More than two years after the Federal Communications Commission repealed net-neutrality rules, it’s past time for lawmakers in Congress to come together and work across party lines to permanently protect the open internet. Broadband providers and big platforms shouldn’t be able to block or throttle your internet traffic. And startups and small tech companies need to know we’ll be able to reach our customers online without having to pay extra to avoid getting stuck in an online “slow lane.”
Unfortunately, the net-neutrality debate in Congress has been gridlocked for years. One side of the aisle has backed a proposal that would pair net-neutrality protections with a more controversial plan to regulate broadband services under telephone utility rules from the 1930s. This other side’s approach, which experts warn could slow down broadband infrastructure investment, has been declared “dead on arrival.”
The answer is obvious: write clear, enforceable net-neutrality protections into law, without the baggage and controversy of the utility reclassification.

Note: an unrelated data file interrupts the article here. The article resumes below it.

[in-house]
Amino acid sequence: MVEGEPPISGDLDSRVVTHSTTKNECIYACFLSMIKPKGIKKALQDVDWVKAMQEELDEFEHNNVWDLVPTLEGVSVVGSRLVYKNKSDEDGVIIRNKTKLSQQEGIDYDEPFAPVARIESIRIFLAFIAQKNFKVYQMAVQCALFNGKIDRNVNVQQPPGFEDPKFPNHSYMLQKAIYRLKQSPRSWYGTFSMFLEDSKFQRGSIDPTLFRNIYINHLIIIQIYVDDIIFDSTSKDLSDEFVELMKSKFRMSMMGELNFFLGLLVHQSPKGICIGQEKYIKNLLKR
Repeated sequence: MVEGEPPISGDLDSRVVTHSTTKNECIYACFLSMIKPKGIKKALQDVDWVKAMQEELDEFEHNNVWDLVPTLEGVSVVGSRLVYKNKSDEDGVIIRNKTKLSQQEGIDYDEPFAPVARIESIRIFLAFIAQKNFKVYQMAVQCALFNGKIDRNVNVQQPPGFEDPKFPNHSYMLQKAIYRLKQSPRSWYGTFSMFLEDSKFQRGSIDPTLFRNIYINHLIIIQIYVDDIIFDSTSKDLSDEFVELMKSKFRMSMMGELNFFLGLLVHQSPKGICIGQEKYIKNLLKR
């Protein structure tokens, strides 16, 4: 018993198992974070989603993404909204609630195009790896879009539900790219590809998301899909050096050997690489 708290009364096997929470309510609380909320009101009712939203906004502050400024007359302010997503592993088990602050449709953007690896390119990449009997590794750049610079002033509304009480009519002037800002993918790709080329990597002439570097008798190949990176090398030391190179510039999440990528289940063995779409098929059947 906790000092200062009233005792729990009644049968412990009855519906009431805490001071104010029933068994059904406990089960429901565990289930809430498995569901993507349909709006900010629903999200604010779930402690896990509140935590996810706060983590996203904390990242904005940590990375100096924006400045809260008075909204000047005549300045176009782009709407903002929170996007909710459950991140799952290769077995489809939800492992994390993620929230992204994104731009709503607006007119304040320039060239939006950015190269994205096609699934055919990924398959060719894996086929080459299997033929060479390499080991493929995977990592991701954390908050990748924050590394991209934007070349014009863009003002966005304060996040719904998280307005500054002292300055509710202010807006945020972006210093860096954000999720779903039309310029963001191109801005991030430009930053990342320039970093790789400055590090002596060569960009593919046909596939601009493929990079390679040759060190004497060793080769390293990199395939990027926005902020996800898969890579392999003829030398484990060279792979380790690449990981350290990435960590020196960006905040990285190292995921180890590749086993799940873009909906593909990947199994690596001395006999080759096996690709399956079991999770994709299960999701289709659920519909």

This kind of common-sense solution would require pragmatists in both parties to buck the party line and work together. I take pride in working with all of my colleagues in the House of Representatives here in Delaware, and I’ve seen firsthand how policies are improved by doing so. This issue is too important just to accept failure and fight over who is to blame.
Given their history of bi-partisanship, I am hopeful that Sen. Coons and Sen. Carper will lead colleagues in both parties to find a bipartisan solution that permanently protects the open internet.
State Rep. Mike Smith is a Republican member of the Delaware House of Representative, representing District 22 (Pike Creek Valley).